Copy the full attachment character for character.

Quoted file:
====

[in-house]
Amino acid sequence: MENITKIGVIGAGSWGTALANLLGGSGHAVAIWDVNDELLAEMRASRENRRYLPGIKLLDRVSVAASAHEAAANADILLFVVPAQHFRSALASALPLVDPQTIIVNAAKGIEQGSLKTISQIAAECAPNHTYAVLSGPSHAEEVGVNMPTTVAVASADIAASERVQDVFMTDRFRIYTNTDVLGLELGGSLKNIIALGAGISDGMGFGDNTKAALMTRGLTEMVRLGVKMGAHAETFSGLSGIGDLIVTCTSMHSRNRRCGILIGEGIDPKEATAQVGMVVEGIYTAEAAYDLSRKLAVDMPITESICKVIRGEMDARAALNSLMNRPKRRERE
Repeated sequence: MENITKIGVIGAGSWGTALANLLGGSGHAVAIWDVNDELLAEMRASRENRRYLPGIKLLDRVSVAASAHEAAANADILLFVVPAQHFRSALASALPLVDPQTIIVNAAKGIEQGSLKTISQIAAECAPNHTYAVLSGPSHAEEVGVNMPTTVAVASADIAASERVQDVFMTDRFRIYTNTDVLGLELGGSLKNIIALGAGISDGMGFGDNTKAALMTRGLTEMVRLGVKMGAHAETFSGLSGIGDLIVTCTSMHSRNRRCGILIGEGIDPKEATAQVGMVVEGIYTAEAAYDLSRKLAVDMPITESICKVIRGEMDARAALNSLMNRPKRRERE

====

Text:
[in-house]
Amino acid sequence: MENITKIGVIGAGSWGTALANLLGGSGHAVAIWDVNDELLAEMRASRENRRYLPGIKLLDRVSVAASAHEAAANADILLFVVPAQHFRSALASALPLVDPQTIIVNAAKGIEQGSLKTISQIAAECAPNHTYAVLSGPSHAEEVGVNMPTTVAVASADIAASERVQDVFMTDRFRIYTNTDVLGLELGGSLKNIIALGAGISDGMGFGDNTKAALMTRGLTEMVRLGVKMGAHAETFSGLSGIGDLIVTCTSMHSRNRRCGILIGEGIDPKEATAQVGMVVEGIYTAEAAYDLSRKLAVDMPITESICKVIRGEMDARAALNSLMNRPKRRERE
Repeated sequence: MENITKIGVIGAGSWGTALANLLGGSGHAVAIWDVNDELLAEMRASRENRRYLPGIKLLDRVSVAASAHEAAANADILLFVVPAQHFRSALASALPLVDPQTIIVNAAKGIEQGSLKTISQIAAECAPNHTYAVLSGPSHAEEVGVNMPTTVAVASADIAASERVQDVFMTDRFRIYTNTDVLGLELGGSLKNIIALGAGISDGMGFGDNTKAALMTRGLTEMVRLGVKMGAHAETFSGLSGIGDLIVTCTSMHSRNRRCGILIGEGIDPKEATAQVGMVVEGIYTAEAAYDLSRKLAVDMPITESICKVIRGEMDARAALNSLMNRPKRRERE